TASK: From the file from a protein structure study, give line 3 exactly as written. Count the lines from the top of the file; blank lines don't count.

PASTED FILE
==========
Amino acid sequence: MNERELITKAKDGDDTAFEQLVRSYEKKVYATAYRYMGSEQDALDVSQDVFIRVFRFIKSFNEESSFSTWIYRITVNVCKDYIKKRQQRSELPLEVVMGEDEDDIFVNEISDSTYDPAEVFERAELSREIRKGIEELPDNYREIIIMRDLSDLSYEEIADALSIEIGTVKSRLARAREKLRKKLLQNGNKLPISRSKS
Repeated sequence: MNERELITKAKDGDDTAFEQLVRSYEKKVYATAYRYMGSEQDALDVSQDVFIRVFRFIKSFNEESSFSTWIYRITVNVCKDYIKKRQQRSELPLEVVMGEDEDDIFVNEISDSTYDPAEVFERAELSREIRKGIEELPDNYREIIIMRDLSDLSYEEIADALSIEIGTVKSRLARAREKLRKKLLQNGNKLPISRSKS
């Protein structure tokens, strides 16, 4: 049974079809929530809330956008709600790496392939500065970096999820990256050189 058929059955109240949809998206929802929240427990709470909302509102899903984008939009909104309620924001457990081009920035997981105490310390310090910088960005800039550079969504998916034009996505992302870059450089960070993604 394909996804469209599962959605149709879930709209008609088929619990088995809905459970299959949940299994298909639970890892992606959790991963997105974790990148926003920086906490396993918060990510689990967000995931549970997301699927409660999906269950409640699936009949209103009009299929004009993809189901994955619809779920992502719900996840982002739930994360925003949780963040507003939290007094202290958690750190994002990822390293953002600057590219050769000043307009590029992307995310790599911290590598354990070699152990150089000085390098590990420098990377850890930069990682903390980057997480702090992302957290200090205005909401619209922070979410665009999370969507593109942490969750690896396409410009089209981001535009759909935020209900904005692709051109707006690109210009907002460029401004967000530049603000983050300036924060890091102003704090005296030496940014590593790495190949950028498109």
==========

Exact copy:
């Protein structure tokens, strides 16, 4: 049974079809929530809330956008709600790496392939500065970096999820990256050189 058929059955109240949809998206929802929240427990709470909302509102899903984008939009909104309620924001457990081009920035997981105490310390310090910088960005800039550079969504998916034009996505992302870059450089960070993604 394909996804469209599962959605149709879930709209008609088929619990088995809905459970299959949940299994298909639970890892992606959790991963997105974790990148926003920086906490396993918060990510689990967000995931549970997301699927409660999906269950409640699936009949209103009009299929004009993809189901994955619809779920992502719900996840982002739930994360925003949780963040507003939290007094202290958690750190994002990822390293953002600057590219050769000043307009590029992307995310790599911290590598354990070699152990150089000085390098590990420098990377850890930069990682903390980057997480702090992302957290200090205005909401619209922070979410665009999370969507593109942490969750690896396409410009089209981001535009759909935020209900904005692709051109707006690109210009907002460029401004967000530049603000983050300036924060890091102003704090005296030496940014590593790495190949950028498109």